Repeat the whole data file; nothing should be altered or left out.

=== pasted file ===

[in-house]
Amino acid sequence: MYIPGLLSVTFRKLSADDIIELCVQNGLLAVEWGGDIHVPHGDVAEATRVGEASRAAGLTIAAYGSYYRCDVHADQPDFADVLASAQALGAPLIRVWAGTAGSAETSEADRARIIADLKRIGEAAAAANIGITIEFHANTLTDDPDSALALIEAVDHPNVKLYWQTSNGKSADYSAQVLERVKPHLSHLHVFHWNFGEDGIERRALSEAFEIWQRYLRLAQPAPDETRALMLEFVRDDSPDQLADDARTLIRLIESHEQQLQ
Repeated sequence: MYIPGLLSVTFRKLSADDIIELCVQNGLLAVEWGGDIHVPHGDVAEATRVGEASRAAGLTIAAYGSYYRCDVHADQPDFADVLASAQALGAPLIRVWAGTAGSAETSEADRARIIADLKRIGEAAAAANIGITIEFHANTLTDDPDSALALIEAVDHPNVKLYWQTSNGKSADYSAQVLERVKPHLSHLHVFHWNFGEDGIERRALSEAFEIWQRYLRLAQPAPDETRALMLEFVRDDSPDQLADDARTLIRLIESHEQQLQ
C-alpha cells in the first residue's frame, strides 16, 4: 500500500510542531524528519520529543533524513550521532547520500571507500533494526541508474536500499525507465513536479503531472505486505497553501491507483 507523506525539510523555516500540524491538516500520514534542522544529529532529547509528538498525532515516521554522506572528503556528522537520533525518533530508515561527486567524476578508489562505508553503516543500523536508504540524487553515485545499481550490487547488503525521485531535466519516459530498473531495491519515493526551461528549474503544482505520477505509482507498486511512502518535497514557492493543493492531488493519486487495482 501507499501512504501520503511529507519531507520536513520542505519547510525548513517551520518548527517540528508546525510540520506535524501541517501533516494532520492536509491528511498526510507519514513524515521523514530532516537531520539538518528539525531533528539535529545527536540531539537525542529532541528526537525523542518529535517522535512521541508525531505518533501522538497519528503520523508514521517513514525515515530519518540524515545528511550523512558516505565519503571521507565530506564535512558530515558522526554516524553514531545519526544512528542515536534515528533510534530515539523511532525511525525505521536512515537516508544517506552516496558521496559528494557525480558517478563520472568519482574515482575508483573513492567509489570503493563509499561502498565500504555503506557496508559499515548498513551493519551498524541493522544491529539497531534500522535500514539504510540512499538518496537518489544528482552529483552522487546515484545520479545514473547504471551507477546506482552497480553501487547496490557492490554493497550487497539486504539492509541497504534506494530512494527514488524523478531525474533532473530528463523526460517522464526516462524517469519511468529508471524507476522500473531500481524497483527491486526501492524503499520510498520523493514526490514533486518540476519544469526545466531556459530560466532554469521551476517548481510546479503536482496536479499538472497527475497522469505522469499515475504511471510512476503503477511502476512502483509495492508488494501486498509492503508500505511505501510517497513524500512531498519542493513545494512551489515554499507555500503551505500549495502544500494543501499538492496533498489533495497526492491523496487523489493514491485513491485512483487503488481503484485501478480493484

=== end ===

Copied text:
[in-house]
Amino acid sequence: MYIPGLLSVTFRKLSADDIIELCVQNGLLAVEWGGDIHVPHGDVAEATRVGEASRAAGLTIAAYGSYYRCDVHADQPDFADVLASAQALGAPLIRVWAGTAGSAETSEADRARIIADLKRIGEAAAAANIGITIEFHANTLTDDPDSALALIEAVDHPNVKLYWQTSNGKSADYSAQVLERVKPHLSHLHVFHWNFGEDGIERRALSEAFEIWQRYLRLAQPAPDETRALMLEFVRDDSPDQLADDARTLIRLIESHEQQLQ
Repeated sequence: MYIPGLLSVTFRKLSADDIIELCVQNGLLAVEWGGDIHVPHGDVAEATRVGEASRAAGLTIAAYGSYYRCDVHADQPDFADVLASAQALGAPLIRVWAGTAGSAETSEADRARIIADLKRIGEAAAAANIGITIEFHANTLTDDPDSALALIEAVDHPNVKLYWQTSNGKSADYSAQVLERVKPHLSHLHVFHWNFGEDGIERRALSEAFEIWQRYLRLAQPAPDETRALMLEFVRDDSPDQLADDARTLIRLIESHEQQLQ
C-alpha cells in the first residue's frame, strides 16, 4: 500500500510542531524528519520529543533524513550521532547520500571507500533494526541508474536500499525507465513536479503531472505486505497553501491507483 507523506525539510523555516500540524491538516500520514534542522544529529532529547509528538498525532515516521554522506572528503556528522537520533525518533530508515561527486567524476578508489562505508553503516543500523536508504540524487553515485545499481550490487547488503525521485531535466519516459530498473531495491519515493526551461528549474503544482505520477505509482507498486511512502518535497514557492493543493492531488493519486487495482 501507499501512504501520503511529507519531507520536513520542505519547510525548513517551520518548527517540528508546525510540520506535524501541517501533516494532520492536509491528511498526510507519514513524515521523514530532516537531520539538518528539525531533528539535529545527536540531539537525542529532541528526537525523542518529535517522535512521541508525531505518533501522538497519528503520523508514521517513514525515515530519518540524515545528511550523512558516505565519503571521507565530506564535512558530515558522526554516524553514531545519526544512528542515536534515528533510534530515539523511532525511525525505521536512515537516508544517506552516496558521496559528494557525480558517478563520472568519482574515482575508483573513492567509489570503493563509499561502498565500504555503506557496508559499515548498513551493519551498524541493522544491529539497531534500522535500514539504510540512499538518496537518489544528482552529483552522487546515484545520479545514473547504471551507477546506482552497480553501487547496490557492490554493497550487497539486504539492509541497504534506494530512494527514488524523478531525474533532473530528463523526460517522464526516462524517469519511468529508471524507476522500473531500481524497483527491486526501492524503499520510498520523493514526490514533486518540476519544469526545466531556459530560466532554469521551476517548481510546479503536482496536479499538472497527475497522469505522469499515475504511471510512476503503477511502476512502483509495492508488494501486498509492503508500505511505501510517497513524500512531498519542493513545494512551489515554499507555500503551505500549495502544500494543501499538492496533498489533495497526492491523496487523489493514491485513491485512483487503488481503484485501478480493484